Lord Hannay of Chiswick

My Lords, will the Minister give some thought as to the possibility of using the mechanisms of the United Nations Commission on Human Rights, which has rapporteurs for dealing with these kinds of allegations, as a way of starting a dialogue with the North Koreans which might be a little more difficult to fend off than just bilateral approaches?

Baroness Symons of Vernham Dean

My Lords, we supported the 2003 UN Commission on Human Rights resolution that calls for access to the country by independent monitors and for engagement by North Korea with the UN human rights mechanisms. That is something that we very warmly support. We want to pursue a dialogue with North Korea on human rights as I have indicated, including with its national commission on human rights. However, I must re-emphasise to your Lordships that this is not for want of trying. The fact is that North Korea simply refuses to engage. We shall continue to raise all our concerns and we shall also raise those concerns when the Supreme People's Assembly delegation visits the United Kingdom between 15 and 18 March this year.

Lord Blaker

My Lords, does the noble Baroness recall saying last November that the Government's judgment is that North Korea has the fissile material with which to make one or two nuclear weapons, has the technical ability to make them and can also make missiles that will travel 10,000 miles? Am I alone in finding it rather surprising that in this situation the United States is taking rather a leisurely attitude towards the problem? If I am right, what is the explanation for that?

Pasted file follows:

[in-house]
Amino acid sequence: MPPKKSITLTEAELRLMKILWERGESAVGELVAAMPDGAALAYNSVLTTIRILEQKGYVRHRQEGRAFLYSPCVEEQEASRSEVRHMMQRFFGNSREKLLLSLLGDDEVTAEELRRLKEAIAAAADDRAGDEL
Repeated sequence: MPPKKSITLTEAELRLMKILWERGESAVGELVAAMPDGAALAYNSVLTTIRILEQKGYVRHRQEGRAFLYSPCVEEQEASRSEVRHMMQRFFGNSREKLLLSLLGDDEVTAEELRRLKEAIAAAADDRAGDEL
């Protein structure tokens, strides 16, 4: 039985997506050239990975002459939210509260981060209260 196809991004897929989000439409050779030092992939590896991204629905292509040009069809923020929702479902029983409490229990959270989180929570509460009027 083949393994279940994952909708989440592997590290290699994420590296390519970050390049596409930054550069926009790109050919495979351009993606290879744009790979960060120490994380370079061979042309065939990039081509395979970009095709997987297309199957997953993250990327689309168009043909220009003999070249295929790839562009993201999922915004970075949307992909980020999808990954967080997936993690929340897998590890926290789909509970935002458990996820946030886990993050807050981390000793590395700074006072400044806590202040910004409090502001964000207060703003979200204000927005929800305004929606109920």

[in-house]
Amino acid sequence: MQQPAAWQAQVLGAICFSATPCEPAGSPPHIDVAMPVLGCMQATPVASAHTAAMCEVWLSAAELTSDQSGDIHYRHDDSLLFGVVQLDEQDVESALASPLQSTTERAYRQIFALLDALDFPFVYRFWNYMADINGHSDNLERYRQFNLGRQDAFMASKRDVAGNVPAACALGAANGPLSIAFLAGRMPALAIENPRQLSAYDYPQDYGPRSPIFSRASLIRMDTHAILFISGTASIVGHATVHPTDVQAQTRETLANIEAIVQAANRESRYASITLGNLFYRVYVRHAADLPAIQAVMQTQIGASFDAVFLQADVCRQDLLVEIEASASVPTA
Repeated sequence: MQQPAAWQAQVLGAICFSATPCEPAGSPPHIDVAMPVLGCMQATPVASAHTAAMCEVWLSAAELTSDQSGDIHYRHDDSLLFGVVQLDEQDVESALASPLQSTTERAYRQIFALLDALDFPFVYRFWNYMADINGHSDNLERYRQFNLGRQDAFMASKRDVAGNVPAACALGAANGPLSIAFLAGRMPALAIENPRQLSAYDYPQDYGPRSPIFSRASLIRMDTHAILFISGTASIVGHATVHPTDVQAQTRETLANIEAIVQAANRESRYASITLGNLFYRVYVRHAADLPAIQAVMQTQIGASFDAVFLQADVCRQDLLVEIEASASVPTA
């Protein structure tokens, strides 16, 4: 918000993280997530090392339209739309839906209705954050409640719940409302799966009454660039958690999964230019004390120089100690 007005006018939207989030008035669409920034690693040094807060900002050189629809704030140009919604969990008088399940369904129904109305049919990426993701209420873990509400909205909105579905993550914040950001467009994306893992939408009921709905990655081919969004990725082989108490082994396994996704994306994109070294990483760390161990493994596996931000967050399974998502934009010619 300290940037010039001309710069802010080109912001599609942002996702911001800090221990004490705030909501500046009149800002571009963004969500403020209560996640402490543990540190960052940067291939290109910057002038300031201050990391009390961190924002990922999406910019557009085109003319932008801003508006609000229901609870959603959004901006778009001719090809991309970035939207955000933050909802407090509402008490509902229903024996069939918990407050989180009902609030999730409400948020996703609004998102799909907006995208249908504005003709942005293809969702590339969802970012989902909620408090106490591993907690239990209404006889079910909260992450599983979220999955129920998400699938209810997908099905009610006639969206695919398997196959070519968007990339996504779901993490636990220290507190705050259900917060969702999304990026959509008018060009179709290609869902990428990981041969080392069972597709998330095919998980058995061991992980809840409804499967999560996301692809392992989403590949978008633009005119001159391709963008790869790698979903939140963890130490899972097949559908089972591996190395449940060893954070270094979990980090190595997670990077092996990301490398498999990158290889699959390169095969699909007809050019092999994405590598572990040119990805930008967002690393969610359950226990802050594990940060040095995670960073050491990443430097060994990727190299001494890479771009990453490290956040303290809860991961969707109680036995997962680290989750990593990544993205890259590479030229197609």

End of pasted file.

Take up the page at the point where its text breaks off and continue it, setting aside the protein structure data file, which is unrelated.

Baroness Symons of Vernham Dean

My Lords, I do not think that the United States is taking a leisurely attitude. The fact is that the North Koreans have so far publicly acknowledged one plutonium-based programme. They admitted in discussions with United States officials in October 2002 that they had also pursued a clandestine uranium enrichment programme. The international community is seeking to resolve this issue through the six party discussions. Those six parties include not only the United States and North Korea but also South Korea, Japan, China and Russia. The first round of talks that began in August last year sadly did not get very far but the second round of talks is due to begin towards the end of this month. This will be a very long process, but it is one in which the North Koreans are proposing to be engaged.